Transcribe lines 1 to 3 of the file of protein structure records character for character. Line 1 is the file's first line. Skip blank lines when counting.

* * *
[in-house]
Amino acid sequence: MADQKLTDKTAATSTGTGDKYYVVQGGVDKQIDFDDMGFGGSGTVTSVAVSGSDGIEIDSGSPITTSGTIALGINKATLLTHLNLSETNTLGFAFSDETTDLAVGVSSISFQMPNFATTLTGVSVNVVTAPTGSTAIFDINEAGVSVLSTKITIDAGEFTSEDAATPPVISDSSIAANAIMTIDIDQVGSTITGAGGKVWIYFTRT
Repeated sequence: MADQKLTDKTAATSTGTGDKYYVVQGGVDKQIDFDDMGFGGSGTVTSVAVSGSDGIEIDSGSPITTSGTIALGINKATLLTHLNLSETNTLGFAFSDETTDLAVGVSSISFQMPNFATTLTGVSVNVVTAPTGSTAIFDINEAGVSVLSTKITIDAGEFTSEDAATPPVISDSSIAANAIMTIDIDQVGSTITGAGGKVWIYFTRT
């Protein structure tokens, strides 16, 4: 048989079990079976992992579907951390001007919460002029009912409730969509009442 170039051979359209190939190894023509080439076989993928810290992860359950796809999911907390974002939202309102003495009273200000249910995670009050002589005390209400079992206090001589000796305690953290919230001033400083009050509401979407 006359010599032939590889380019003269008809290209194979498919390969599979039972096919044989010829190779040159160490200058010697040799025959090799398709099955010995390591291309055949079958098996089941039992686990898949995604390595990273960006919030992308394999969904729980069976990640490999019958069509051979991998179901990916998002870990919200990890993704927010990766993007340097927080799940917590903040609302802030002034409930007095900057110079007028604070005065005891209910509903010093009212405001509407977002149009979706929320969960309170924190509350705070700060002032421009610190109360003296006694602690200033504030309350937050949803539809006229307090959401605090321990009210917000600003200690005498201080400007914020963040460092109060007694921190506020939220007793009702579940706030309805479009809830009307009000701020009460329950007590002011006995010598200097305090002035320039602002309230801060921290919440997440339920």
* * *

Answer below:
[in-house]
Amino acid sequence: MADQKLTDKTAATSTGTGDKYYVVQGGVDKQIDFDDMGFGGSGTVTSVAVSGSDGIEIDSGSPITTSGTIALGINKATLLTHLNLSETNTLGFAFSDETTDLAVGVSSISFQMPNFATTLTGVSVNVVTAPTGSTAIFDINEAGVSVLSTKITIDAGEFTSEDAATPPVISDSSIAANAIMTIDIDQVGSTITGAGGKVWIYFTRT
Repeated sequence: MADQKLTDKTAATSTGTGDKYYVVQGGVDKQIDFDDMGFGGSGTVTSVAVSGSDGIEIDSGSPITTSGTIALGINKATLLTHLNLSETNTLGFAFSDETTDLAVGVSSISFQMPNFATTLTGVSVNVVTAPTGSTAIFDINEAGVSVLSTKITIDAGEFTSEDAATPPVISDSSIAANAIMTIDIDQVGSTITGAGGKVWIYFTRT